Slavoj Zizek on the new subversiveness in art

From a recent interview commemorating the philosopher’s 70th birthday:

This is a problem with the avant-garde. From the very beginning, one hundred years ago, the radical avant-garde — and this was all theorized by Theodor Adorno — distrusted beauty. Beauty became ideological, a conformist idea. The idea is that the work of art should not reflect reality — you know, in a realist-socialist way — but somehow render or present the truth about our predicament, and that you can only do it in a non-aesthetic way, in the sense of avoiding beauty. It must be: in music, atonality, dissonance. Painting must not be beautiful, and so on and so on.

I think that maybe today this logic is coming to an end. And why? Because this very subversive model of dissonant music, ugly paintings — it’s fully appropriated! Go to some galleries today, big commercial galleries, and you know what you find there? All those scandals, you remember: A statue of Christ in a bottle of urine or whatever, dead cows exposed there, and so on. All of this type of subversion has already been fully integrated. What I think we should rehabilitate today is — it will sound horrible, almost proto-fascist — not beauty, but good craftsmanship; that fascinates me. You know, it’s not just: you have an idea, you put down the body of a dead cow in urine — “oh my god, subversive!”.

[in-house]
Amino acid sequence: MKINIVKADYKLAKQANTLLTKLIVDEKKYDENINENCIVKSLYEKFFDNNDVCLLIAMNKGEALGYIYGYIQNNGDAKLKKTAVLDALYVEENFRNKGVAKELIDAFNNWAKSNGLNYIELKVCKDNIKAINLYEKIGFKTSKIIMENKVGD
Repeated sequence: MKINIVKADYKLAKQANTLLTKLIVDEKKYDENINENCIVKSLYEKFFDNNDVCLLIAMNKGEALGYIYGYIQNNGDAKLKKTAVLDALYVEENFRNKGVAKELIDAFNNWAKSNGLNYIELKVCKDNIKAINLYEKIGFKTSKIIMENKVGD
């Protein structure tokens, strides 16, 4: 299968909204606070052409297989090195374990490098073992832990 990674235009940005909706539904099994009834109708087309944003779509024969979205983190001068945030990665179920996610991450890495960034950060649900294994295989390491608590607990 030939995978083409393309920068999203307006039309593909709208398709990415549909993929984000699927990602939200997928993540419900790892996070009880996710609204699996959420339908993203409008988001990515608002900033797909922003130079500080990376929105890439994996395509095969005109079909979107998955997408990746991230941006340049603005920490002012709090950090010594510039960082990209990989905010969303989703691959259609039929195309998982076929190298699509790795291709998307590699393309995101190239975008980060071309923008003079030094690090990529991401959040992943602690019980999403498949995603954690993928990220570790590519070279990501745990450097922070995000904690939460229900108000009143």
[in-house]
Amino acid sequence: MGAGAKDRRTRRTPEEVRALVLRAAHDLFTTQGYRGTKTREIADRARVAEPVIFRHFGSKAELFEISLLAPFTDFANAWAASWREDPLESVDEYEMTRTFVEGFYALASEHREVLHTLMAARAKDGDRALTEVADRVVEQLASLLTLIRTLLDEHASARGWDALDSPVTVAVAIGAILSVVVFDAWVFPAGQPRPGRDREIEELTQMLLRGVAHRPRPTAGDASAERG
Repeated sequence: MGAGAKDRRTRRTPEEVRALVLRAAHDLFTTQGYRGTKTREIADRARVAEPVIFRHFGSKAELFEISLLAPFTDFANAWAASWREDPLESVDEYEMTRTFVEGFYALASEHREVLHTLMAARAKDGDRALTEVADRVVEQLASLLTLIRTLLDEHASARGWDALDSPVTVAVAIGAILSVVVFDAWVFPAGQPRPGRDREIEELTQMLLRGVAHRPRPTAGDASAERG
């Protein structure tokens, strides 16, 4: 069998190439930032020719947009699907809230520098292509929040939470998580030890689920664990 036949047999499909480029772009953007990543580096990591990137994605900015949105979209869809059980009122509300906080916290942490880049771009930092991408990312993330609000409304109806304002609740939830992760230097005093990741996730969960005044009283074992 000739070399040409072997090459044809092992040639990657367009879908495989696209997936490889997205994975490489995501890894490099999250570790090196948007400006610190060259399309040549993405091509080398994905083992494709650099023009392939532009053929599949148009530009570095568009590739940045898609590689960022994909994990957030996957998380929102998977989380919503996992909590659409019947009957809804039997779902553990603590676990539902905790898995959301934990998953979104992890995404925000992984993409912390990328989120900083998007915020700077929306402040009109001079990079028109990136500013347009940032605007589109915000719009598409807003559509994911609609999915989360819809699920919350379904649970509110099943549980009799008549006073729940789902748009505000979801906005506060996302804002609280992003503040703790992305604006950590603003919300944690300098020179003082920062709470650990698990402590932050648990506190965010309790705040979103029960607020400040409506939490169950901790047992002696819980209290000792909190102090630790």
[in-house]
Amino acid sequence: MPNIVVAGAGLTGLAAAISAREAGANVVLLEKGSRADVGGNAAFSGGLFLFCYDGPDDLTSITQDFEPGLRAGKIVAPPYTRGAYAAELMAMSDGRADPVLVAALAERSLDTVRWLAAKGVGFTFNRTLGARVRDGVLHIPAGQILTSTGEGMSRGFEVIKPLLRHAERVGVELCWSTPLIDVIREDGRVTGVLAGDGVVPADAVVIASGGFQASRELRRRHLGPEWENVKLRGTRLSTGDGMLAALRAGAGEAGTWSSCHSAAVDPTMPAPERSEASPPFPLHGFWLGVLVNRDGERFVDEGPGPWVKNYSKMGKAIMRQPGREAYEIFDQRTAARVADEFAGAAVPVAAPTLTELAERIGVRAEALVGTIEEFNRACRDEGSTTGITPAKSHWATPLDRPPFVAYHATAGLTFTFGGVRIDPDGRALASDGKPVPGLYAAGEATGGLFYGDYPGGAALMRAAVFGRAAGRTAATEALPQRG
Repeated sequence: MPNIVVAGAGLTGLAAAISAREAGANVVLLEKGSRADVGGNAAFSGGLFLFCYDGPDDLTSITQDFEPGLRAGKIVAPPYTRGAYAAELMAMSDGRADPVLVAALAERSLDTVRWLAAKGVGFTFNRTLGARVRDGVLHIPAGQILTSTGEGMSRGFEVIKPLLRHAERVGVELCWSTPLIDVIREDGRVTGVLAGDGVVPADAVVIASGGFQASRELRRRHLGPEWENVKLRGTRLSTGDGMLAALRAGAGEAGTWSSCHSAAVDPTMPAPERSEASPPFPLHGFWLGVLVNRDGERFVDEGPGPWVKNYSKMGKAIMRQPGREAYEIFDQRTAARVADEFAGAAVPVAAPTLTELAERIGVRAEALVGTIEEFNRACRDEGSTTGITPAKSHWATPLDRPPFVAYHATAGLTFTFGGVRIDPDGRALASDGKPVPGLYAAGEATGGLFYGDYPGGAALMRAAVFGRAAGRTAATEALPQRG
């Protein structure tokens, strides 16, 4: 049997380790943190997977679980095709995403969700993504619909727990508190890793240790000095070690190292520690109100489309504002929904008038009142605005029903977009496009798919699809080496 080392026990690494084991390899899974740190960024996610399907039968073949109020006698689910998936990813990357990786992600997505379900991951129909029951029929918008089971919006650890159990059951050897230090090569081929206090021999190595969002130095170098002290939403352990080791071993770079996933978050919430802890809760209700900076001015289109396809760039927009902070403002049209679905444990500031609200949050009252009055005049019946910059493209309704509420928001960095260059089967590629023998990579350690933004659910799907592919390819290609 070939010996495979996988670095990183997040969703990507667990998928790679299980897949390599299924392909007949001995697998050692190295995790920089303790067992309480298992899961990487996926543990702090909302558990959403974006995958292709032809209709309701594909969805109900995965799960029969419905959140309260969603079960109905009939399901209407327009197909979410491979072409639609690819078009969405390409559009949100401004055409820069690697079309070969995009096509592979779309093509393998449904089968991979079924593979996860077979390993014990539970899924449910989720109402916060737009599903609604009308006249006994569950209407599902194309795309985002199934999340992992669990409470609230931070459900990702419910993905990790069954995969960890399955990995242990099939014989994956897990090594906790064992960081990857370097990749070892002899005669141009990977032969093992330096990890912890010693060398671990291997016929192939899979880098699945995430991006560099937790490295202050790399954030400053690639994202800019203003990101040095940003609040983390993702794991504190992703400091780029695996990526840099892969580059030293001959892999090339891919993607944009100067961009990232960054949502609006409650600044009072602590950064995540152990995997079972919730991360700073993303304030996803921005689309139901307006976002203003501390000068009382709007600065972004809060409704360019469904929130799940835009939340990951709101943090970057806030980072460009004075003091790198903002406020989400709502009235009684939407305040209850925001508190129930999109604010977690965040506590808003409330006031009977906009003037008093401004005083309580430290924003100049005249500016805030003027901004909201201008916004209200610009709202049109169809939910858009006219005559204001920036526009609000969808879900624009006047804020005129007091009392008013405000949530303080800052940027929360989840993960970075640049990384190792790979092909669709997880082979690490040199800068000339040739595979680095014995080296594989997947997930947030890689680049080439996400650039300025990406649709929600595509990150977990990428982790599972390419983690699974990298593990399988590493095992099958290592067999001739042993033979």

No. Art is hard work. You have to study it, learn how to do it, and so on and so on. Craftsmanship. That’s what I admire today. That’s maybe even the truly subversive thing. Not these “instinctual geniuses”. Maybe the most subversive thing today is to be truly disciplined and do your hard work.